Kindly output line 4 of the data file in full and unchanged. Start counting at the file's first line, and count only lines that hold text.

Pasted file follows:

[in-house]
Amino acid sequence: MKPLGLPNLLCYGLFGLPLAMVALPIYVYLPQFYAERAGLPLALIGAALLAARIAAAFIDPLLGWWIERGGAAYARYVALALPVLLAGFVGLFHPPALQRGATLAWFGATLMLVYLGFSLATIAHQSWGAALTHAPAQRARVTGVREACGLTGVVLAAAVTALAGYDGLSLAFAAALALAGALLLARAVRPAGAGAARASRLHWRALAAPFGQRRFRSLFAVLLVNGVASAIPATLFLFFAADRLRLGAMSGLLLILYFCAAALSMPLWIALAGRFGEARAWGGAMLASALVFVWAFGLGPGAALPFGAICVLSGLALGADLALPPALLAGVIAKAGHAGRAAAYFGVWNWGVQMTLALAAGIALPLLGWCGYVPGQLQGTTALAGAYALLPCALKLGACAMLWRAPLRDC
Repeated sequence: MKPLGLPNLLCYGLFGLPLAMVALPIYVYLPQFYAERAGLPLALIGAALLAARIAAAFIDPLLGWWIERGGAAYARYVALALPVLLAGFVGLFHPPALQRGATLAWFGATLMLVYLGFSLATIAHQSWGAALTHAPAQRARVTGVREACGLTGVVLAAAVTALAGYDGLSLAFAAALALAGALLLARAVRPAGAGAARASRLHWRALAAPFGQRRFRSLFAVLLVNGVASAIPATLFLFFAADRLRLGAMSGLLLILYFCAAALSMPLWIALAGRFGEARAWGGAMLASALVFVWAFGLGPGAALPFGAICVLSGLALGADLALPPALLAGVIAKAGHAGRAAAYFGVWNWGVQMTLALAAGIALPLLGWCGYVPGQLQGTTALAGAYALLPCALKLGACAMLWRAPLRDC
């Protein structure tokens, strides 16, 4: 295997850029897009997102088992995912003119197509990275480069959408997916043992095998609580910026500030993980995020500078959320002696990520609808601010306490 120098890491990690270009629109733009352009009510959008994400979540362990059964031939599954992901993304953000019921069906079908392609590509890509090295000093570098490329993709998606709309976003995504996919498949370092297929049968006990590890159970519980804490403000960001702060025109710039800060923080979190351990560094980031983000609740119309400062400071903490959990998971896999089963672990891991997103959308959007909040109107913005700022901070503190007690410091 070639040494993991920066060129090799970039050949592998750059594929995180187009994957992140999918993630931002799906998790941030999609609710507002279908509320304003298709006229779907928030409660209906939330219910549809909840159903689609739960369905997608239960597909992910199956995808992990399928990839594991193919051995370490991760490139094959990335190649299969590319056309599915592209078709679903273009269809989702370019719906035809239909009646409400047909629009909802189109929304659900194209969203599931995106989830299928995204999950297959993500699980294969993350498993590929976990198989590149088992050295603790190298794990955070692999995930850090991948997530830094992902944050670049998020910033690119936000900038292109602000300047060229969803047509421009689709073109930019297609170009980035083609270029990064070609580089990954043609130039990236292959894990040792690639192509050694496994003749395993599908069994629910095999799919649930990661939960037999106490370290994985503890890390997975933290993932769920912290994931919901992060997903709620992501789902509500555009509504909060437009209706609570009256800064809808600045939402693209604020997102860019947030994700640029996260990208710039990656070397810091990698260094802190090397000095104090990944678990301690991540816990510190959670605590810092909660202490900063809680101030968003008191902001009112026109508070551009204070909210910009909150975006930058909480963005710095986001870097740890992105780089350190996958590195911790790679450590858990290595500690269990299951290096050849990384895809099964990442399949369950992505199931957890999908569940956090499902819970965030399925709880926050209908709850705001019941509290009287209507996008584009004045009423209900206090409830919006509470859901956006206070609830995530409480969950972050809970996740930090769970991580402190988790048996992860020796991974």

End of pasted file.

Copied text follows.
């Protein structure tokens, strides 16, 4: 295997850029897009997102088992995912003119197509990275480069959408997916043992095998609580910026500030993980995020500078959320002696990520609808601010306490 120098890491990690270009629109733009352009009510959008994400979540362990059964031939599954992901993304953000019921069906079908392609590509890509090295000093570098490329993709998606709309976003995504996919498949370092297929049968006990590890159970519980804490403000960001702060025109710039800060923080979190351990560094980031983000609740119309400062400071903490959990998971896999089963672990891991997103959308959007909040109107913005700022901070503190007690410091 070639040494993991920066060129090799970039050949592998750059594929995180187009994957992140999918993630931002799906998790941030999609609710507002279908509320304003298709006229779907928030409660209906939330219910549809909840159903689609739960369905997608239960597909992910199956995808992990399928990839594991193919051995370490991760490139094959990335190649299969590319056309599915592209078709679903273009269809989702370019719906035809239909009646409400047909629009909802189109929304659900194209969203599931995106989830299928995204999950297959993500699980294969993350498993590929976990198989590149088992050295603790190298794990955070692999995930850090991948997530830094992902944050670049998020910033690119936000900038292109602000300047060229969803047509421009689709073109930019297609170009980035083609270029990064070609580089990954043609130039990236292959894990040792690639192509050694496994003749395993599908069994629910095999799919649930990661939960037999106490370290994985503890890390997975933290993932769920912290994931919901992060997903709620992501789902509500555009509504909060437009209706609570009256800064809808600045939402693209604020997102860019947030994700640029996260990208710039990656070397810091990698260094802190090397000095104090990944678990301690991540816990510190959670605590810092909660202490900063809680101030968003008191902001009112026109508070551009204070909210910009909150975006930058909480963005710095986001870097740890992105780089350190996958590195911790790679450590858990290595500690269990299951290096050849990384895809099964990442399949369950992505199931957890999908569940956090499902819970965030399925709880926050209908709850705001019941509290009287209507996008584009004045009423209900206090409830919006509470859901956006206070609830995530409480969950972050809970996740930090769970991580402190988790048996992860020796991974």